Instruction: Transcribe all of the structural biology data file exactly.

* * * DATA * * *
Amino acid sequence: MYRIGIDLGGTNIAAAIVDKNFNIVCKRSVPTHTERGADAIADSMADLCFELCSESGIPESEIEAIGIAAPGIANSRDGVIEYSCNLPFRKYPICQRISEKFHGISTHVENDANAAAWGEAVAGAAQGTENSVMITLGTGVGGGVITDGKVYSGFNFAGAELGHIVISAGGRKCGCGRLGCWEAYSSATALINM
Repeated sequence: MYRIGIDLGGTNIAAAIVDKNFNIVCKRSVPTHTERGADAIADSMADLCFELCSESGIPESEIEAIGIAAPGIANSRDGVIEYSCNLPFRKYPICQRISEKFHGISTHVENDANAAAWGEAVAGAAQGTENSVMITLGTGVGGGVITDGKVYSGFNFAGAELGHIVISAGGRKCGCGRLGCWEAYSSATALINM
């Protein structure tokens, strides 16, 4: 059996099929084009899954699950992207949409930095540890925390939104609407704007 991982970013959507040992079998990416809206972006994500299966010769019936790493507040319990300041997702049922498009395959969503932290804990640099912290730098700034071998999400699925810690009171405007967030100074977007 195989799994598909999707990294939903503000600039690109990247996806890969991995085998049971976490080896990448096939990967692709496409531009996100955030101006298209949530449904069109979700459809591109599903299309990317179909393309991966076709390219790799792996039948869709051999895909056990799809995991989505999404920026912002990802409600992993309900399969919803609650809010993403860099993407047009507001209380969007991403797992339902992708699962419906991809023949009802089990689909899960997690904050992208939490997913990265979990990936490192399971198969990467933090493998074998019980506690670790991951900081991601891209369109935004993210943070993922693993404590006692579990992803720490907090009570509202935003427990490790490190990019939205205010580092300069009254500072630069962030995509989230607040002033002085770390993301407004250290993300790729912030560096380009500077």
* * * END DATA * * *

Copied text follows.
Amino acid sequence: MYRIGIDLGGTNIAAAIVDKNFNIVCKRSVPTHTERGADAIADSMADLCFELCSESGIPESEIEAIGIAAPGIANSRDGVIEYSCNLPFRKYPICQRISEKFHGISTHVENDANAAAWGEAVAGAAQGTENSVMITLGTGVGGGVITDGKVYSGFNFAGAELGHIVISAGGRKCGCGRLGCWEAYSSATALINM
Repeated sequence: MYRIGIDLGGTNIAAAIVDKNFNIVCKRSVPTHTERGADAIADSMADLCFELCSESGIPESEIEAIGIAAPGIANSRDGVIEYSCNLPFRKYPICQRISEKFHGISTHVENDANAAAWGEAVAGAAQGTENSVMITLGTGVGGGVITDGKVYSGFNFAGAELGHIVISAGGRKCGCGRLGCWEAYSSATALINM
């Protein structure tokens, strides 16, 4: 059996099929084009899954699950992207949409930095540890925390939104609407704007 991982970013959507040992079998990416809206972006994500299966010769019936790493507040319990300041997702049922498009395959969503932290804990640099912290730098700034071998999400699925810690009171405007967030100074977007 195989799994598909999707990294939903503000600039690109990247996806890969991995085998049971976490080896990448096939990967692709496409531009996100955030101006298209949530449904069109979700459809591109599903299309990317179909393309991966076709390219790799792996039948869709051999895909056990799809995991989505999404920026912002990802409600992993309900399969919803609650809010993403860099993407047009507001209380969007991403797992339902992708699962419906991809023949009802089990689909899960997690904050992208939490997913990265979990990936490192399971198969990467933090493998074998019980506690670790991951900081991601891209369109935004993210943070993922693993404590006692579990992803720490907090009570509202935003427990490790490190990019939205205010580092300069009254500072630069962030995509989230607040002033002085770390993301407004250290993300790729912030560096380009500077």